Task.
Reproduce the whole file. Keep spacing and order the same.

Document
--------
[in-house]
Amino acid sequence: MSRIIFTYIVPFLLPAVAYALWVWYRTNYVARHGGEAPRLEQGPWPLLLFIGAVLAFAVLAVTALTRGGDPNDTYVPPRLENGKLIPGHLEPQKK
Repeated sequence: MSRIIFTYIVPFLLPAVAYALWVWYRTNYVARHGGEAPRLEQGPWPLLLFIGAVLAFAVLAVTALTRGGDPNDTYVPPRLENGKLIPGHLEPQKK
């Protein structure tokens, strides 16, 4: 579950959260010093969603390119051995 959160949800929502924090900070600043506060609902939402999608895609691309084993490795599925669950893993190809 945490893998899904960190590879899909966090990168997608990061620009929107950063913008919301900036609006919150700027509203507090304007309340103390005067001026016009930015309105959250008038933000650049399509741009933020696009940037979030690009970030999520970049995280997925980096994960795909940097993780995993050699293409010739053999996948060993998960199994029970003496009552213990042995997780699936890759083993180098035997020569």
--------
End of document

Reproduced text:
[in-house]
Amino acid sequence: MSRIIFTYIVPFLLPAVAYALWVWYRTNYVARHGGEAPRLEQGPWPLLLFIGAVLAFAVLAVTALTRGGDPNDTYVPPRLENGKLIPGHLEPQKK
Repeated sequence: MSRIIFTYIVPFLLPAVAYALWVWYRTNYVARHGGEAPRLEQGPWPLLLFIGAVLAFAVLAVTALTRGGDPNDTYVPPRLENGKLIPGHLEPQKK
């Protein structure tokens, strides 16, 4: 579950959260010093969603390119051995 959160949800929502924090900070600043506060609902939402999608895609691309084993490795599925669950893993190809 945490893998899904960190590879899909966090990168997608990061620009929107950063913008919301900036609006919150700027509203507090304007309340103390005067001026016009930015309105959250008038933000650049399509741009933020696009940037979030690009970030999520970049995280997925980096994960795909940097993780995993050699293409010739053999996948060993998960199994029970003496009552213990042995997780699936890759083993180098035997020569």